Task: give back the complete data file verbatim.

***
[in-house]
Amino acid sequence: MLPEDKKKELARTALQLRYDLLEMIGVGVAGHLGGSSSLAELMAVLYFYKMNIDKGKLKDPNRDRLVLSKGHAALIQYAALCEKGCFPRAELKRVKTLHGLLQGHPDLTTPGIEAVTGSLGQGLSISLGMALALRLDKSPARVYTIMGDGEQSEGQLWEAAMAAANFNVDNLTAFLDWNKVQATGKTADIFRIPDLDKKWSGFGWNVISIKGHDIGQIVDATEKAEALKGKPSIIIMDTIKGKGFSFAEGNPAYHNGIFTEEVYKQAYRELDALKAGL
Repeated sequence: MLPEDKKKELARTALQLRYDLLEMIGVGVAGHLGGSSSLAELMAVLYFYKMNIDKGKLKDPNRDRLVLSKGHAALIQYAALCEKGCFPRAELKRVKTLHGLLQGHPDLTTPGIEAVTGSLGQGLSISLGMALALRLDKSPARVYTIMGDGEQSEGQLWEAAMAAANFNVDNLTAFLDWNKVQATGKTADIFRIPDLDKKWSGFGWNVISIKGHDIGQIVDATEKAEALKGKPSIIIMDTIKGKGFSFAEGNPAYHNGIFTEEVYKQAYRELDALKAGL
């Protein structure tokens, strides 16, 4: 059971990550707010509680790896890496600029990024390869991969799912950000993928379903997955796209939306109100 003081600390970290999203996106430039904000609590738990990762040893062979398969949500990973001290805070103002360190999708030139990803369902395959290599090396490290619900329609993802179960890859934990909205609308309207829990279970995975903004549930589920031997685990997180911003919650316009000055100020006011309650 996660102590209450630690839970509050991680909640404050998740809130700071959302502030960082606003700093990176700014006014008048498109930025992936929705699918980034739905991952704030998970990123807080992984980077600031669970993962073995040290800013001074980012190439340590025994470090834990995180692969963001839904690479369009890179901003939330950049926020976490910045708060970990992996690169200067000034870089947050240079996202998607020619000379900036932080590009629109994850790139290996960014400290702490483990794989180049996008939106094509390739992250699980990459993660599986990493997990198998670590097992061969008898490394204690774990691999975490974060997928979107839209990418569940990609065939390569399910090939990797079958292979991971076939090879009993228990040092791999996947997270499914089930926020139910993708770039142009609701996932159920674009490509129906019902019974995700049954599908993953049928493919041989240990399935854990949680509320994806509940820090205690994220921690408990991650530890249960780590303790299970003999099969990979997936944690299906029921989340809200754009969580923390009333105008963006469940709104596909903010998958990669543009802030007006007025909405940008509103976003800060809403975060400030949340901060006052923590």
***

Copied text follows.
[in-house]
Amino acid sequence: MLPEDKKKELARTALQLRYDLLEMIGVGVAGHLGGSSSLAELMAVLYFYKMNIDKGKLKDPNRDRLVLSKGHAALIQYAALCEKGCFPRAELKRVKTLHGLLQGHPDLTTPGIEAVTGSLGQGLSISLGMALALRLDKSPARVYTIMGDGEQSEGQLWEAAMAAANFNVDNLTAFLDWNKVQATGKTADIFRIPDLDKKWSGFGWNVISIKGHDIGQIVDATEKAEALKGKPSIIIMDTIKGKGFSFAEGNPAYHNGIFTEEVYKQAYRELDALKAGL
Repeated sequence: MLPEDKKKELARTALQLRYDLLEMIGVGVAGHLGGSSSLAELMAVLYFYKMNIDKGKLKDPNRDRLVLSKGHAALIQYAALCEKGCFPRAELKRVKTLHGLLQGHPDLTTPGIEAVTGSLGQGLSISLGMALALRLDKSPARVYTIMGDGEQSEGQLWEAAMAAANFNVDNLTAFLDWNKVQATGKTADIFRIPDLDKKWSGFGWNVISIKGHDIGQIVDATEKAEALKGKPSIIIMDTIKGKGFSFAEGNPAYHNGIFTEEVYKQAYRELDALKAGL
């Protein structure tokens, strides 16, 4: 059971990550707010509680790896890496600029990024390869991969799912950000993928379903997955796209939306109100 003081600390970290999203996106430039904000609590738990990762040893062979398969949500990973001290805070103002360190999708030139990803369902395959290599090396490290619900329609993802179960890859934990909205609308309207829990279970995975903004549930589920031997685990997180911003919650316009000055100020006011309650 996660102590209450630690839970509050991680909640404050998740809130700071959302502030960082606003700093990176700014006014008048498109930025992936929705699918980034739905991952704030998970990123807080992984980077600031669970993962073995040290800013001074980012190439340590025994470090834990995180692969963001839904690479369009890179901003939330950049926020976490910045708060970990992996690169200067000034870089947050240079996202998607020619000379900036932080590009629109994850790139290996960014400290702490483990794989180049996008939106094509390739992250699980990459993660599986990493997990198998670590097992061969008898490394204690774990691999975490974060997928979107839209990418569940990609065939390569399910090939990797079958292979991971076939090879009993228990040092791999996947997270499914089930926020139910993708770039142009609701996932159920674009490509129906019902019974995700049954599908993953049928493919041989240990399935854990949680509320994806509940820090205690994220921690408990991650530890249960780590303790299970003999099969990979997936944690299906029921989340809200754009969580923390009333105008963006469940709104596909903010998958990669543009802030007006007025909405940008509103976003800060809403975060400030949340901060006052923590």